Black or colored plastic mulch conserves moisture and also increases soil temperatures. They are used on tomatoes, peppers, eggplants and the vine crops in cooler areas. Lay down plastic early in the season so plant growth shades the plastic from extreme summer temperatures. Do not apply plastic in mid summer. Do not use plastic on other crops.

Plant in blocks, rather than rows. This creates shade for roots and reduces evaporation. Control weeds, as they are competing with the vegetables for water.Group plants with similar water needs on the same section of irrigation. Cucumber and zucchinis and squash, for example, require similar water applications.Check the soil for moisture before you water. Irrigate when the top 2-4 inches of soil is dry to the touch. This is especially important if using mulch, where water can be held in the soil for longer periods of time. Protect plants and soil from wind to reduce evaporation.

Vegetable Gardening when irrigation interval is restricted

Restrictions limiting irrigation to every 2 or 3 days should not have a major impact on the vegetable garden. With good soil organic content, a standard in vegetable production, the garden should be able to go 2-7 days between irrigations. Follow recommendations listed above.

Avoid heavy water use crops such as beans and sweet corn and crops that have fruit on the ground, such as melons squash and cucumbers. Grow only what you need. Consider that one tomato plant can yield over 20# of fruit.

Care for the vegetable garden when no watering is allowed

Don’t plant a vegetable garden. Vegetables do not go dormant like a Kentucky bluegrass lawn. Consider planting a couple of containers with vegetables and growing non-irrigated cover crops instead.

Critical watering periods for vegetables. You can target the timing and amount of water to add. As a rule of thumb, water is most critical during the first few weeks of development, immediately after transplanting, and during flowering and fruit production. The critical watering periods for selected vegetables follow:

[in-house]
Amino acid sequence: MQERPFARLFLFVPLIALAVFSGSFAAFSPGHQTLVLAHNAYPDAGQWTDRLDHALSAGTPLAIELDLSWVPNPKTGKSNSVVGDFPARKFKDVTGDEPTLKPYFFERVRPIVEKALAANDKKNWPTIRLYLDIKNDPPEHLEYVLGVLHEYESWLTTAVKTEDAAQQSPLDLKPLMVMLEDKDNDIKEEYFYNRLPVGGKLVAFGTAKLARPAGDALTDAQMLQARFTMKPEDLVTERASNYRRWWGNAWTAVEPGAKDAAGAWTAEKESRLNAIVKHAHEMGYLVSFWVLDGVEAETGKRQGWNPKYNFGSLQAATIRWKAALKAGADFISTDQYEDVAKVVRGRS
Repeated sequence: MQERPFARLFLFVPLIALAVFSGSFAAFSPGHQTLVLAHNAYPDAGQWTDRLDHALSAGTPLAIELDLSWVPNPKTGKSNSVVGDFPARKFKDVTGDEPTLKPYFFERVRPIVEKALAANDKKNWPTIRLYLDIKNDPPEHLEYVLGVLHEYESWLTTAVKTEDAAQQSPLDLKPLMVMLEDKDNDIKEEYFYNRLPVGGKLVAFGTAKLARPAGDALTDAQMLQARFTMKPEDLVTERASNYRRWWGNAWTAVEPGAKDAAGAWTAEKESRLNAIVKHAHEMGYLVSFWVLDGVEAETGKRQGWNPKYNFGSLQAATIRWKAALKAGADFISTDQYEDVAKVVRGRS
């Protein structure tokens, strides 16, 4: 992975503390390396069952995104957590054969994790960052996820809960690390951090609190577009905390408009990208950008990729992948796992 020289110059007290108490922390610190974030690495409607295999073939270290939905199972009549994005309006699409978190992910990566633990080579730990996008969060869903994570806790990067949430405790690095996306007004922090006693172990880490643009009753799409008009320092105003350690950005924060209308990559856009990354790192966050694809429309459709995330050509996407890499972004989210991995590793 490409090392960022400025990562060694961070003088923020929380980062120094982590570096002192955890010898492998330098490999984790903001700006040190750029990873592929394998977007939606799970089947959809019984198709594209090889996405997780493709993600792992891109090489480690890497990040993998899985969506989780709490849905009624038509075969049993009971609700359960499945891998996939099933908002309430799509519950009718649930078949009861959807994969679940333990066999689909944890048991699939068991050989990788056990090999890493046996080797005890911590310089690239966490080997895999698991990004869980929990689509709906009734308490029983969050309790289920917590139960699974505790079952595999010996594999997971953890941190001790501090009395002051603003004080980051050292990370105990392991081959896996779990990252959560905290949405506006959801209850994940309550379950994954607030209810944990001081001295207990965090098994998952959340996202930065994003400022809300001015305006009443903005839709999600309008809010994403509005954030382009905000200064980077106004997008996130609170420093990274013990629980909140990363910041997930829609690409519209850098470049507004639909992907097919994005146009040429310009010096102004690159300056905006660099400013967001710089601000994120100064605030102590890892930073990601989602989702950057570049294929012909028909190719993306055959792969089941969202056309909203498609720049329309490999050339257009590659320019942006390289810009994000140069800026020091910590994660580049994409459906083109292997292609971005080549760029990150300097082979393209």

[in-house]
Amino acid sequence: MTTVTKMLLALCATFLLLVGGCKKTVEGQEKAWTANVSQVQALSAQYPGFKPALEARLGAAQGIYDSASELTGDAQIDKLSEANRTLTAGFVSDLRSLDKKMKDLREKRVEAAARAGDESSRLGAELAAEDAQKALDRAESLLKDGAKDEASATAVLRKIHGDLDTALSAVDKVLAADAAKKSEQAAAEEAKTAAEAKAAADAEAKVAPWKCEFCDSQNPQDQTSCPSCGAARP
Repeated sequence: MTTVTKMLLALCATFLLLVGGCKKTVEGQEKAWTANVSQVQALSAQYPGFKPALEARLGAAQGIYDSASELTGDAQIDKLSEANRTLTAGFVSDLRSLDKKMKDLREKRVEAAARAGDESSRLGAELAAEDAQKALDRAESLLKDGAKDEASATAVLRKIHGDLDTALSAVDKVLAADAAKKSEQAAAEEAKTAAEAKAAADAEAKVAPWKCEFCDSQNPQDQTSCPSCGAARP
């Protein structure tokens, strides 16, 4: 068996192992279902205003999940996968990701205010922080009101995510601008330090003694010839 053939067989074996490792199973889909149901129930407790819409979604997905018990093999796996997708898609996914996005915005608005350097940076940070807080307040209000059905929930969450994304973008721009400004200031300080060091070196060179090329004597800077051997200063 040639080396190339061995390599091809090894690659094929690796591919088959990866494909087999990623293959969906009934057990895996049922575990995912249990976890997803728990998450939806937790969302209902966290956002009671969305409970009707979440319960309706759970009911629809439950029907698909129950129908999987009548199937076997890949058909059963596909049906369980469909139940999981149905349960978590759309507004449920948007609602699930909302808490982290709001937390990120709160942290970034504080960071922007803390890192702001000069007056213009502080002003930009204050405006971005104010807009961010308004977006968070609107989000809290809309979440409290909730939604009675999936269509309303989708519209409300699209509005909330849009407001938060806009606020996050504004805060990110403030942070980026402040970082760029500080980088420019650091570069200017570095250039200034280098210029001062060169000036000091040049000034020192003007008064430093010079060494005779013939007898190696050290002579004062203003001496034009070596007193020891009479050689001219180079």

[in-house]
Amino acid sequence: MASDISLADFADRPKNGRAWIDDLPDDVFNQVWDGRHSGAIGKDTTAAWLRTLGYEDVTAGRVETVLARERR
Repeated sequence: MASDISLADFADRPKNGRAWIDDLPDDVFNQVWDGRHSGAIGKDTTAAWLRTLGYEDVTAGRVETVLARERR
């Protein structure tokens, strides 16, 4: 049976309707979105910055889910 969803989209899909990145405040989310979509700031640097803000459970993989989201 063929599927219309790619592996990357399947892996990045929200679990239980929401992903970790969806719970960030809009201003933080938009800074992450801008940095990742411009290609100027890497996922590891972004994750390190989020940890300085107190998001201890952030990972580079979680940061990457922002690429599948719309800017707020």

• Asparagus needs water most during spear production and fern development.
  • Broccoli, cabbage, Brussels sprouts, kohlrabi and cauliflower need consistent moisture during their entire life span, especially during head or root development. Water use is highest and most critical during head development.
  • Beans have the highest water use of any common garden vegetable, using 0.25 to over 0.50 inches of water per day. Beans need water most when they are blooming and setting fruit. When moisture levels are adequate the bean plant is a bright, dark grass green. As plants experience water stress, leaves take on a slight grayish cast.
  • Carrot and other root crops require consistent moisture. Cracking, knobby and hot flavor root crops are symptoms of water stress.
  • Corn needs water most during tasseling, silking, and ear development. Yield is directly related to quantities of water, nitrogen and spacing.
  • Lettuce and other leaf vegetables need water most during head development. For quality produce these crops require a consistent supply of moisture.
  • Onion family crops require consistent moisture and frequent irrigation due to their small, inefficient root system.
  • Peas need water most during pod filling.
  • Potato tubers will be knobby if they become overly dry during tuber development.
  • Tomatoes, peppers and eggplant need water most during flowering and fruiting. Blossom-end-rot (a black sunken area on the bottom of the fruit) is often a symptom of too much or too little water. Watch for overwatering.
  • Cucumbers, summer and winter squash, and other vine crops need water most during flowering and fruiting. Watch for overwatering.